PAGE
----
• Behind_the_scenes_and_everything_else_inbetween_close_up_2_
  • Behind_the_scenes_and_everything_else_inbetween_close_up_
  • Behind_the_scenes_and_everything_else_inbetween_2
  • Behind_the_scenes_and_everything_else_inbetween
  • Behind_the_scenes_and_everything_else_inbetween
  • Sky_larkin_-_kaleide_-_inside_lp_double_spread
  • Sky_larkin_-_kaleide_front_and_back_lp_cover
  • Sky_larkin_-_kaleide
  • Fear
  • Magic
  • Scouts_on_the_mammohorn
Illustration

Graduates 2010: Jack Hudson

Posted by Will Hudson,

Illustrator and designer Jack Hudson is today’s pick of this year’s graduates. Jack was born and grew up in Birmingham before moving to Bristol to study illustration at the University of the West of England.

Inspired by 1960’s sci-fi and horror posters, renaissance patterns and Studio Ghibli films Jack has already notched up several commissions including editorial and various music related projects including album artwork and music video’s. Alongside this he’s keen to illustrate and create his own stories that include some weird and unusual characters that often contain an element of humour in some way, shape or form.

What did you want to be when you were growing up?

When I was growing up I was either down the field’s making hay base’s, acting out silly versions of my favourite TV advertisements with my brother or drawing bad versions of classic cartoon characters but I never really had my mind set on a career choice from a young age. I remember at one point wanting to be a fireman after hearing some of my grandad’s heroic tales but that’s about it. I was always into pursuing many different activities as a kid, which probably explains why I want to do so much within my illustration and design work nowadays.

In reflection, how bad was your work in the first year?

Pretty bad, I was moving out from my house in Bristol the other day and happened to come across some old sketchbooks, which made me cringe slightly, me and a close group
of friends in the class used to produce sketchbook pages for the sake of it rather than using the sketchbook as a tool to gather ideas, it was a weird time. Hopefully I have got the hang of it more now, and I did come up with some fairly decent ideas in my first year that I still want to use today, which is a good thing I suppose.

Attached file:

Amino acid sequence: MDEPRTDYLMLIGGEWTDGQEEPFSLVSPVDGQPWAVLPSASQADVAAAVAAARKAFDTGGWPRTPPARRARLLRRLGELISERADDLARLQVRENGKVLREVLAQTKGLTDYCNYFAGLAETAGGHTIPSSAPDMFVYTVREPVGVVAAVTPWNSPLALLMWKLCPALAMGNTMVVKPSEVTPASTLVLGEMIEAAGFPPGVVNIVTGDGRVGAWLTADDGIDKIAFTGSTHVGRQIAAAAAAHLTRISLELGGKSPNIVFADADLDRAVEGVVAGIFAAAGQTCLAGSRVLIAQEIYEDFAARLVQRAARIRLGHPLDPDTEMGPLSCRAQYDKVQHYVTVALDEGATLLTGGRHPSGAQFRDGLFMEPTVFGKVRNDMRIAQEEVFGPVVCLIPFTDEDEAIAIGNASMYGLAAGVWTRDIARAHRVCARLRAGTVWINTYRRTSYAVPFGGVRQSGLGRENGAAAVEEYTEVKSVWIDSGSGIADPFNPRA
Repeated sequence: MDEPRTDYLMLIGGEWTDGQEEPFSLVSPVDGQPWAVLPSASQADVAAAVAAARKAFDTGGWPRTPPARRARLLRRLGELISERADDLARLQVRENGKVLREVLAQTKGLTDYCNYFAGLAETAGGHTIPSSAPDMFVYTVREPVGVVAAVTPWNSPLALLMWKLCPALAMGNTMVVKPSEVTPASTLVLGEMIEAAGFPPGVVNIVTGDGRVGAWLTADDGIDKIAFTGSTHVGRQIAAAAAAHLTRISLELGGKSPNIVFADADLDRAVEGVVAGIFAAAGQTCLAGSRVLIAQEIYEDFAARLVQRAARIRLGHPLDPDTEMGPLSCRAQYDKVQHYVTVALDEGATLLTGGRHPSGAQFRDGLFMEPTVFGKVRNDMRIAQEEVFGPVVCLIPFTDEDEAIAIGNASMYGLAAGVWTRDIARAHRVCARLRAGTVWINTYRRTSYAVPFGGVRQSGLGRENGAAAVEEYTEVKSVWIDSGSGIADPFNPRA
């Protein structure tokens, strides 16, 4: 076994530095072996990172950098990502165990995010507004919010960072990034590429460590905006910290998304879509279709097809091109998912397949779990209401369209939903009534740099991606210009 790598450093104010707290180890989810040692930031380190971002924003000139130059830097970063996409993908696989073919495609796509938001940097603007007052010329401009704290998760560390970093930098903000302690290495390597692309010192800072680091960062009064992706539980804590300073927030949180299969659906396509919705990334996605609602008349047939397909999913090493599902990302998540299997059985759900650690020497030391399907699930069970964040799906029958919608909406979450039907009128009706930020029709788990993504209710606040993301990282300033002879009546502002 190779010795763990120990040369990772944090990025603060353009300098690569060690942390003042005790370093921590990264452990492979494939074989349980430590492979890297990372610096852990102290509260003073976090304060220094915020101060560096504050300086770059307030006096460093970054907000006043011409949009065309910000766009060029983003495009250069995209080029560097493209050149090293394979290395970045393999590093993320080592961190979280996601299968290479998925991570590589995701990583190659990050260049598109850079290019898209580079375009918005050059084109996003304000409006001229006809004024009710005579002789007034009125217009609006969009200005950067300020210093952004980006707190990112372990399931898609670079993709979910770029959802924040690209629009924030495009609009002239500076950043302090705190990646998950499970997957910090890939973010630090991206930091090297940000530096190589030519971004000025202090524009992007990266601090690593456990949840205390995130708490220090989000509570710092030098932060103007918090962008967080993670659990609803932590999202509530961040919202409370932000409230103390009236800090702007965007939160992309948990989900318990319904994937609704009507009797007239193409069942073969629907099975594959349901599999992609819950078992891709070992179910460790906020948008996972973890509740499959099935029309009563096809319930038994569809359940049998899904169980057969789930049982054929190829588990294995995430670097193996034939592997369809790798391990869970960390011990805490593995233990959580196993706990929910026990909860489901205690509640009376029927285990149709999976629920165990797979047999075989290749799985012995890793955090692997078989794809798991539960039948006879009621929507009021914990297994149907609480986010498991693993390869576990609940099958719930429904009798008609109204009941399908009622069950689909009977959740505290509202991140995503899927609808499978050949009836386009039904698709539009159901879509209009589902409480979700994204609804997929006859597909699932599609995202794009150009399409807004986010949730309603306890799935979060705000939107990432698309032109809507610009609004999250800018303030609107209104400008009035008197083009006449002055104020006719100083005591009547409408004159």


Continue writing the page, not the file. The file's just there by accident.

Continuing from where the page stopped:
If you could show a piece of your folio to one person, what piece would you choose, and who would you show it to?

I would show my ‘Behind the Scenes and Everything else Inbetween’ print to two of my favourite director’s Michel Gondry and Wes Anderson, as it features characters
from their film’s and is inspired by their work. Hopefully the piece would get a laugh out of them or even a faint smile, either would make my day!

If you had your own studio, who would you share it with and why?

First I would employ David Attenborough to sit beside me and tell me all about the secrets of the deep, then I would employ a fast paced shredder metal band when work deadlines are tight and I can get a job done quicker and finally I’d share the studio with a small Spanish guitar player that also cooks 24 hour tapas everyday to keep me alive when times are hard… what a dream combination that would be.

If you’ve got any left, what will you spend the last of your student loan on?

None left unfortunately, but if I did, I would buy a double bass. Wait a minute, as if I would have enough money to buy a double bass from the remainders of a loan, oh what the hell I would try and get one anyway.

Where will we find you in 12 months?

I’m not sure exactly, but I’m excited to see what the future holds, I’m going to carry on with my freelance work that I have been producing over the past couple years, playing live music and trying to get involved with more video and live action projects to test and challenge the way I work.

Wh-300

Posted by Will Hudson

Will founded It’s Nice That in 2007 and is now director of the company. Once one of the main contributors to the site he has stepped back from writing as the business has expanded. He is a regular guest on the Studio Audience podcast.

Most Recent: Illustration View Archive

  1. List

    Michael Parkin’s portfolio is a wonderful mix of commissioned work interspersed with personal projects, which is exactly what you want when looking through a creative’s website. His style is simple but well observed and whether he’s creating a poster for Little White Lies or a series of prints relating to a trip to Denmark, Michael’s work is wonderful at telling a story.

  2. List

    I love that moment when big brands start to recognise the immense talents of illustrators who had previously been making work primarily for themselves, and duly commission them to do exactly what they do best. Linda Linko is a prime example; since being signed to Agent Pekka the Finnish illustrator has been gathering speed as well as commissions, creating her characteristically bold artwork for a number of huge posters and magazine covers.

  3. List